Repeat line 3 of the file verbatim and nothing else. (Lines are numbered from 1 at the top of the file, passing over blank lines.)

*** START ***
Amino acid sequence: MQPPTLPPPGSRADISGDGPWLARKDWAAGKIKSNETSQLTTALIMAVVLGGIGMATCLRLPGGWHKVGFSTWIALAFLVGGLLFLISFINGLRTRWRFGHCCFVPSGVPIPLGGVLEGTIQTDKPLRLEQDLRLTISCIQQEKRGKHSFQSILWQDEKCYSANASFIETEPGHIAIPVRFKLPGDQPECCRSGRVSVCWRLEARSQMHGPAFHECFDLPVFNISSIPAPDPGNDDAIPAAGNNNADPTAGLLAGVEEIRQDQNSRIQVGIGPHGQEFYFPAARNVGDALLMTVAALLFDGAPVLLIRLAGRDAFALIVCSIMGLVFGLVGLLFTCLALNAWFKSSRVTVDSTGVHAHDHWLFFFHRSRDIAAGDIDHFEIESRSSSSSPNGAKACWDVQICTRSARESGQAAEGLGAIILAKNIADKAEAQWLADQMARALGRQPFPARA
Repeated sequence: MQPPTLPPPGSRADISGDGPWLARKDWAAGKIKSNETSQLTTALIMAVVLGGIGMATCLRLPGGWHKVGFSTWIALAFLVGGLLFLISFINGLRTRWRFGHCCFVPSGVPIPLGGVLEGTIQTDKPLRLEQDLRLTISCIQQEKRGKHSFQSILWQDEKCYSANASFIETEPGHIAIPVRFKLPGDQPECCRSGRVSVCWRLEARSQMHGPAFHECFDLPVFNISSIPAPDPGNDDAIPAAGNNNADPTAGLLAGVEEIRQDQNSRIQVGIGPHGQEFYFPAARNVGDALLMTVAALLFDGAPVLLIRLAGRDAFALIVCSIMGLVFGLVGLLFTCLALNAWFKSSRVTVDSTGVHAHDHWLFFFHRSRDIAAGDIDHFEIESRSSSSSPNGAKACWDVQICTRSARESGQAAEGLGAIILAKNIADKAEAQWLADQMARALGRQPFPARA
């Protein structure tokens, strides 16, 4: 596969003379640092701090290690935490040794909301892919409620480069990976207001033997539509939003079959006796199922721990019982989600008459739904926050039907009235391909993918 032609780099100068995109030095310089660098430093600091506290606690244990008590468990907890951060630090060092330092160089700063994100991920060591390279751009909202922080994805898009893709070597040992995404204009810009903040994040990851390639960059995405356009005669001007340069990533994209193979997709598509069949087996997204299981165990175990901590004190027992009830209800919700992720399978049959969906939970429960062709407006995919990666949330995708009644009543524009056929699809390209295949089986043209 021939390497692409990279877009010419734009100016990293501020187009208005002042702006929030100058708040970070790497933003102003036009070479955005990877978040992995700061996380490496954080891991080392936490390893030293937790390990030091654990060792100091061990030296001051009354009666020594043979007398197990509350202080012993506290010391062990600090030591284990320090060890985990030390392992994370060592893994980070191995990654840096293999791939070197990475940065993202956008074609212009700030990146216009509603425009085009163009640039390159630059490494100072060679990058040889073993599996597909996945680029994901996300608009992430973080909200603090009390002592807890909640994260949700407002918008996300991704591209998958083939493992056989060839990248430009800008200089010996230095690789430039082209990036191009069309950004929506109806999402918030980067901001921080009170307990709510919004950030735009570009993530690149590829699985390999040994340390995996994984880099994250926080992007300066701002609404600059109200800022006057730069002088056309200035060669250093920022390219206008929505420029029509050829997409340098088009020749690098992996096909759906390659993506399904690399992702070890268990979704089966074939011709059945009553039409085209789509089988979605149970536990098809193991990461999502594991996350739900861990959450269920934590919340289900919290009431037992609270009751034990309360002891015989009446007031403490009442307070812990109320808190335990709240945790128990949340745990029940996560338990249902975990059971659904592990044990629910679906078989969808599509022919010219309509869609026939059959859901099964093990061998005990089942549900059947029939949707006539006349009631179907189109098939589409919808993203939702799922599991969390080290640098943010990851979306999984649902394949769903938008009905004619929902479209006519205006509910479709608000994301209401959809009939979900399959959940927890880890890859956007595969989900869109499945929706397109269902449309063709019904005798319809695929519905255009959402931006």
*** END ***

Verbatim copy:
């Protein structure tokens, strides 16, 4: 596969003379640092701090290690935490040794909301892919409620480069990976207001033997539509939003079959006796199922721990019982989600008459739904926050039907009235391909993918 032609780099100068995109030095310089660098430093600091506290606690244990008590468990907890951060630090060092330092160089700063994100991920060591390279751009909202922080994805898009893709070597040992995404204009810009903040994040990851390639960059995405356009005669001007340069990533994209193979997709598509069949087996997204299981165990175990901590004190027992009830209800919700992720399978049959969906939970429960062709407006995919990666949330995708009644009543524009056929699809390209295949089986043209 021939390497692409990279877009010419734009100016990293501020187009208005002042702006929030100058708040970070790497933003102003036009070479955005990877978040992995700061996380490496954080891991080392936490390893030293937790390990030091654990060792100091061990030296001051009354009666020594043979007398197990509350202080012993506290010391062990600090030591284990320090060890985990030390392992994370060592893994980070191995990654840096293999791939070197990475940065993202956008074609212009700030990146216009509603425009085009163009640039390159630059490494100072060679990058040889073993599996597909996945680029994901996300608009992430973080909200603090009390002592807890909640994260949700407002918008996300991704591209998958083939493992056989060839990248430009800008200089010996230095690789430039082209990036191009069309950004929506109806999402918030980067901001921080009170307990709510919004950030735009570009993530690149590829699985390999040994340390995996994984880099994250926080992007300066701002609404600059109200800022006057730069002088056309200035060669250093920022390219206008929505420029029509050829997409340098088009020749690098992996096909759906390659993506399904690399992702070890268990979704089966074939011709059945009553039409085209789509089988979605149970536990098809193991990461999502594991996350739900861990959450269920934590919340289900919290009431037992609270009751034990309360002891015989009446007031403490009442307070812990109320808190335990709240945790128990949340745990029940996560338990249902975990059971659904592990044990629910679906078989969808599509022919010219309509869609026939059959859901099964093990061998005990089942549900059947029939949707006539006349009631179907189109098939589409919808993203939702799922599991969390080290640098943010990851979306999984649902394949769903938008009905004619929902479209006519205006509910479709608000994301209401959809009939979900399959959940927890880890890859956007595969989900869109499945929706397109269902449309063709019904005798319809695929519905255009959402931006």